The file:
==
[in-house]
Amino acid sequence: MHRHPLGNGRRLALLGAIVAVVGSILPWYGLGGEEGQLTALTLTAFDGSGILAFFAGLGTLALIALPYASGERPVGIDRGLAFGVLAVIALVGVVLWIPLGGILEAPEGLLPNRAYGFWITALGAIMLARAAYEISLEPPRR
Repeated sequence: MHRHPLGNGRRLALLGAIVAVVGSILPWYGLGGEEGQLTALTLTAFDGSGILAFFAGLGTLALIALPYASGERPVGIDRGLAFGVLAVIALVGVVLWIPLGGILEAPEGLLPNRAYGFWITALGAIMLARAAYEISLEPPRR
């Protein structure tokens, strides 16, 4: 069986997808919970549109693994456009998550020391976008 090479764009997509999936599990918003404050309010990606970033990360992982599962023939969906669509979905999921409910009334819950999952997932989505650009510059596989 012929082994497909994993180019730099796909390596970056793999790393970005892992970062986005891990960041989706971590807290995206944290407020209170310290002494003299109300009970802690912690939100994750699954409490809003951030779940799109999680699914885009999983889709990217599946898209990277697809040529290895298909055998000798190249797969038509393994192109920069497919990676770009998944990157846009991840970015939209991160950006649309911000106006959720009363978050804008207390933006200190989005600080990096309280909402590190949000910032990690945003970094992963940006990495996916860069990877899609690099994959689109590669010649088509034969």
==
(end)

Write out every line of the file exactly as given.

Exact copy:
[in-house]
Amino acid sequence: MHRHPLGNGRRLALLGAIVAVVGSILPWYGLGGEEGQLTALTLTAFDGSGILAFFAGLGTLALIALPYASGERPVGIDRGLAFGVLAVIALVGVVLWIPLGGILEAPEGLLPNRAYGFWITALGAIMLARAAYEISLEPPRR
Repeated sequence: MHRHPLGNGRRLALLGAIVAVVGSILPWYGLGGEEGQLTALTLTAFDGSGILAFFAGLGTLALIALPYASGERPVGIDRGLAFGVLAVIALVGVVLWIPLGGILEAPEGLLPNRAYGFWITALGAIMLARAAYEISLEPPRR
């Protein structure tokens, strides 16, 4: 069986997808919970549109693994456009998550020391976008 090479764009997509999936599990918003404050309010990606970033990360992982599962023939969906669509979905999921409910009334819950999952997932989505650009510059596989 012929082994497909994993180019730099796909390596970056793999790393970005892992970062986005891990960041989706971590807290995206944290407020209170310290002494003299109300009970802690912690939100994750699954409490809003951030779940799109999680699914885009999983889709990217599946898209990277697809040529290895298909055998000798190249797969038509393994192109920069497919990676770009998944990157846009991840970015939209991160950006649309911000106006959720009363978050804008207390933006200190989005600080990096309280909402590190949000910032990690945003970094992963940006990495996916860069990877899609690099994959689109590669010649088509034969």